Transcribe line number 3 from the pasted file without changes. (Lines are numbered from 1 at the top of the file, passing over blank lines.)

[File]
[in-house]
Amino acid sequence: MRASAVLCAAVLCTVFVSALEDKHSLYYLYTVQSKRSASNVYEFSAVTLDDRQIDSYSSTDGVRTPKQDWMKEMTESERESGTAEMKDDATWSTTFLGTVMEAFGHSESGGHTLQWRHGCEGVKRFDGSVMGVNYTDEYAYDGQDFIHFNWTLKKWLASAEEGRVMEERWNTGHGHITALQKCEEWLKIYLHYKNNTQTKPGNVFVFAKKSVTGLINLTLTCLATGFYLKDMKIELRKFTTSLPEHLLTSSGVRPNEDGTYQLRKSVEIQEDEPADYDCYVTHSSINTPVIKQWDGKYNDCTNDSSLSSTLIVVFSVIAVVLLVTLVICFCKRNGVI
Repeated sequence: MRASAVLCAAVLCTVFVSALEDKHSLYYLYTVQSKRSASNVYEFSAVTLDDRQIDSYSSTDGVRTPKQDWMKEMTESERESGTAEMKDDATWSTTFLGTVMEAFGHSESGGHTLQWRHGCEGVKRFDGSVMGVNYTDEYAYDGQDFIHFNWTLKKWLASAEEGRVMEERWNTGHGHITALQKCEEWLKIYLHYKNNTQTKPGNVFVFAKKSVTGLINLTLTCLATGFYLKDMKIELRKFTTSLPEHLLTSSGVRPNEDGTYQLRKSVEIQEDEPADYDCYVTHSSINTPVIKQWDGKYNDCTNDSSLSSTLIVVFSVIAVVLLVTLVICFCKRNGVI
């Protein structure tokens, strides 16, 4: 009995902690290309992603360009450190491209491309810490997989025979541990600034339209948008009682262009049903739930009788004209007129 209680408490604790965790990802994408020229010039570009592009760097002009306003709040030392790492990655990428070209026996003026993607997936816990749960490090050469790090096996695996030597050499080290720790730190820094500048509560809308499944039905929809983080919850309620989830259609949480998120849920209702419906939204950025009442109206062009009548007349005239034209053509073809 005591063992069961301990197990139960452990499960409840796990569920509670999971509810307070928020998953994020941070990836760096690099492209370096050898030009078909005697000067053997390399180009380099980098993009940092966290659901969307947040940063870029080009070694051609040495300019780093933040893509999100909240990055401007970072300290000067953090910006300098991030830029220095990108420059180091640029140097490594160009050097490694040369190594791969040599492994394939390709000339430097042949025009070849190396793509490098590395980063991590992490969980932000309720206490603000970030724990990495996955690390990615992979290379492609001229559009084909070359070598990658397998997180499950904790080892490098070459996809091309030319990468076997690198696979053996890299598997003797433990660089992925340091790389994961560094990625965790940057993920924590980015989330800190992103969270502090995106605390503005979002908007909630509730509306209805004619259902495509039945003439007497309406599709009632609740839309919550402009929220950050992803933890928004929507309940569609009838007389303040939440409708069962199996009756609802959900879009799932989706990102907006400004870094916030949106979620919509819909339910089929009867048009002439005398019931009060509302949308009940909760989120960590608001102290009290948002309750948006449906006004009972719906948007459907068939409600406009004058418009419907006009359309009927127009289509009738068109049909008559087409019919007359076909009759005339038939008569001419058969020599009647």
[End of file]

Repeated sequence: MRASAVLCAAVLCTVFVSALEDKHSLYYLYTVQSKRSASNVYEFSAVTLDDRQIDSYSSTDGVRTPKQDWMKEMTESERESGTAEMKDDATWSTTFLGTVMEAFGHSESGGHTLQWRHGCEGVKRFDGSVMGVNYTDEYAYDGQDFIHFNWTLKKWLASAEEGRVMEERWNTGHGHITALQKCEEWLKIYLHYKNNTQTKPGNVFVFAKKSVTGLINLTLTCLATGFYLKDMKIELRKFTTSLPEHLLTSSGVRPNEDGTYQLRKSVEIQEDEPADYDCYVTHSSINTPVIKQWDGKYNDCTNDSSLSSTLIVVFSVIAVVLLVTLVICFCKRNGVI